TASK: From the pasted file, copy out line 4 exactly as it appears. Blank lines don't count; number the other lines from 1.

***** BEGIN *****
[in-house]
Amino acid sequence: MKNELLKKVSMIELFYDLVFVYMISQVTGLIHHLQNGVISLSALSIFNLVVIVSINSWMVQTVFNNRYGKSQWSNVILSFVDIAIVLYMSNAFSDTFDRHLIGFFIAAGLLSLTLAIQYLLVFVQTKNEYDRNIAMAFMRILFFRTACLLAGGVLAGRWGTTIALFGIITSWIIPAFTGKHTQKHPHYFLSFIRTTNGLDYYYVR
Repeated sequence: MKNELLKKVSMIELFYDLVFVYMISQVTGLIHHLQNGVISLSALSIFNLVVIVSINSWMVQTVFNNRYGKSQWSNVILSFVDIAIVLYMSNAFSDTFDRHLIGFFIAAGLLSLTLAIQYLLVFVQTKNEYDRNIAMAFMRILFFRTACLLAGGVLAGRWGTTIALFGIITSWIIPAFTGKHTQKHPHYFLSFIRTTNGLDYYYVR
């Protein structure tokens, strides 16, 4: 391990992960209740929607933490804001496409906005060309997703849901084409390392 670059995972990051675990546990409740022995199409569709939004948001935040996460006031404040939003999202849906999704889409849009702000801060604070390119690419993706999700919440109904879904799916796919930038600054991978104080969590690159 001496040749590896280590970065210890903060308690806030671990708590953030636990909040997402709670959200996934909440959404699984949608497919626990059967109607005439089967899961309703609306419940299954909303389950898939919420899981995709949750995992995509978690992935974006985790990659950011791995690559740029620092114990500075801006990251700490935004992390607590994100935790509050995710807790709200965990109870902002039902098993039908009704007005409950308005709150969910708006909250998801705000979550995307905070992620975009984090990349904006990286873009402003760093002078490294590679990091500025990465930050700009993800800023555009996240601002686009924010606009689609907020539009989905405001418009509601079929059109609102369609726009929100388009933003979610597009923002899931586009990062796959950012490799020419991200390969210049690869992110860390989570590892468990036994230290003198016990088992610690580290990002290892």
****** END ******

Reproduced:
């Protein structure tokens, strides 16, 4: 391990992960209740929607933490804001496409906005060309997703849901084409390392 670059995972990051675990546990409740022995199409569709939004948001935040996460006031404040939003999202849906999704889409849009702000801060604070390119690419993706999700919440109904879904799916796919930038600054991978104080969590690159 001496040749590896280590970065210890903060308690806030671990708590953030636990909040997402709670959200996934909440959404699984949608497919626990059967109607005439089967899961309703609306419940299954909303389950898939919420899981995709949750995992995509978690992935974006985790990659950011791995690559740029620092114990500075801006990251700490935004992390607590994100935790509050995710807790709200965990109870902002039902098993039908009704007005409950308005709150969910708006909250998801705000979550995307905070992620975009984090990349904006990286873009402003760093002078490294590679990091500025990465930050700009993800800023555009996240601002686009924010606009689609907020539009989905405001418009509601079929059109609102369609726009929100388009933003979610597009923002899931586009990062796959950012490799020419991200390969210049690869992110860390989570590892468990036994230290003198016990088992610690580290990002290892």